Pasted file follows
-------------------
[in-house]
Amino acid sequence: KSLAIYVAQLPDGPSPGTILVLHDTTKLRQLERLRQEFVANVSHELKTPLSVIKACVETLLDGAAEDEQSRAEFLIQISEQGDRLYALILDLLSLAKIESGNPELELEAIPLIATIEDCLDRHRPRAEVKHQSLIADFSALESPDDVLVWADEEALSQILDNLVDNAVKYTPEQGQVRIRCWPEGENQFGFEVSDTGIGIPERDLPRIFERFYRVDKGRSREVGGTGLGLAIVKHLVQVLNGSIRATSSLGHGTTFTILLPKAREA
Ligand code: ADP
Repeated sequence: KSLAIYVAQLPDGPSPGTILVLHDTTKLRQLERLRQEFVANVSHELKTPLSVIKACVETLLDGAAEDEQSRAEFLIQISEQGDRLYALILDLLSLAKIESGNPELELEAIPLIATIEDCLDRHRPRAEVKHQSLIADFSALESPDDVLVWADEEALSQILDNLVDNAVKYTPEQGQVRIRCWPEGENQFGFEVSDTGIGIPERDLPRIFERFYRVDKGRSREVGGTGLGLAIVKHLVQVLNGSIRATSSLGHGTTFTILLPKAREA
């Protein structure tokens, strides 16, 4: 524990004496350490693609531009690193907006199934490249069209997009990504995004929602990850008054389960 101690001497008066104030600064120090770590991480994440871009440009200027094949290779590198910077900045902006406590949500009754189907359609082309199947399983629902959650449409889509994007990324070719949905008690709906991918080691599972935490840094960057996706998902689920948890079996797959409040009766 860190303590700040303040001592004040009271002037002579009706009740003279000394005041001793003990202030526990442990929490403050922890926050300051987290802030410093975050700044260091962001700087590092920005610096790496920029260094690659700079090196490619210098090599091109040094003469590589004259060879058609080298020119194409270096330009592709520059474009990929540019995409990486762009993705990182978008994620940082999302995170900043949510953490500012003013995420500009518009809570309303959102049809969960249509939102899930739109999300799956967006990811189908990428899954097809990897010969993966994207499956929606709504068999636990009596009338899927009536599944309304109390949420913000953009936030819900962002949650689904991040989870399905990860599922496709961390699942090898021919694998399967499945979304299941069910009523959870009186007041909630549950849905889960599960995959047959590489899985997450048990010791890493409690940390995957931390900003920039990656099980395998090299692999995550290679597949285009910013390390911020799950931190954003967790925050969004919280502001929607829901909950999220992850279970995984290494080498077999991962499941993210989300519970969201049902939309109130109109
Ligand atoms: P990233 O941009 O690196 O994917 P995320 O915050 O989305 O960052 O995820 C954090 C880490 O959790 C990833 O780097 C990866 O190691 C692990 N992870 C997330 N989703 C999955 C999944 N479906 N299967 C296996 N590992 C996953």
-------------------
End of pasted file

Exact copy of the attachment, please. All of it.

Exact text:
[in-house]
Amino acid sequence: KSLAIYVAQLPDGPSPGTILVLHDTTKLRQLERLRQEFVANVSHELKTPLSVIKACVETLLDGAAEDEQSRAEFLIQISEQGDRLYALILDLLSLAKIESGNPELELEAIPLIATIEDCLDRHRPRAEVKHQSLIADFSALESPDDVLVWADEEALSQILDNLVDNAVKYTPEQGQVRIRCWPEGENQFGFEVSDTGIGIPERDLPRIFERFYRVDKGRSREVGGTGLGLAIVKHLVQVLNGSIRATSSLGHGTTFTILLPKAREA
Ligand code: ADP
Repeated sequence: KSLAIYVAQLPDGPSPGTILVLHDTTKLRQLERLRQEFVANVSHELKTPLSVIKACVETLLDGAAEDEQSRAEFLIQISEQGDRLYALILDLLSLAKIESGNPELELEAIPLIATIEDCLDRHRPRAEVKHQSLIADFSALESPDDVLVWADEEALSQILDNLVDNAVKYTPEQGQVRIRCWPEGENQFGFEVSDTGIGIPERDLPRIFERFYRVDKGRSREVGGTGLGLAIVKHLVQVLNGSIRATSSLGHGTTFTILLPKAREA
């Protein structure tokens, strides 16, 4: 524990004496350490693609531009690193907006199934490249069209997009990504995004929602990850008054389960 101690001497008066104030600064120090770590991480994440871009440009200027094949290779590198910077900045902006406590949500009754189907359609082309199947399983629902959650449409889509994007990324070719949905008690709906991918080691599972935490840094960057996706998902689920948890079996797959409040009766 860190303590700040303040001592004040009271002037002579009706009740003279000394005041001793003990202030526990442990929490403050922890926050300051987290802030410093975050700044260091962001700087590092920005610096790496920029260094690659700079090196490619210098090599091109040094003469590589004259060879058609080298020119194409270096330009592709520059474009990929540019995409990486762009993705990182978008994620940082999302995170900043949510953490500012003013995420500009518009809570309303959102049809969960249509939102899930739109999300799956967006990811189908990428899954097809990897010969993966994207499956929606709504068999636990009596009338899927009536599944309304109390949420913000953009936030819900962002949650689904991040989870399905990860599922496709961390699942090898021919694998399967499945979304299941069910009523959870009186007041909630549950849905889960599960995959047959590489899985997450048990010791890493409690940390995957931390900003920039990656099980395998090299692999995550290679597949285009910013390390911020799950931190954003967790925050969004919280502001929607829901909950999220992850279970995984290494080498077999991962499941993210989300519970969201049902939309109130109109
Ligand atoms: P990233 O941009 O690196 O994917 P995320 O915050 O989305 O960052 O995820 C954090 C880490 O959790 C990833 O780097 C990866 O190691 C692990 N992870 C997330 N989703 C999955 C999944 N479906 N299967 C296996 N590992 C996953």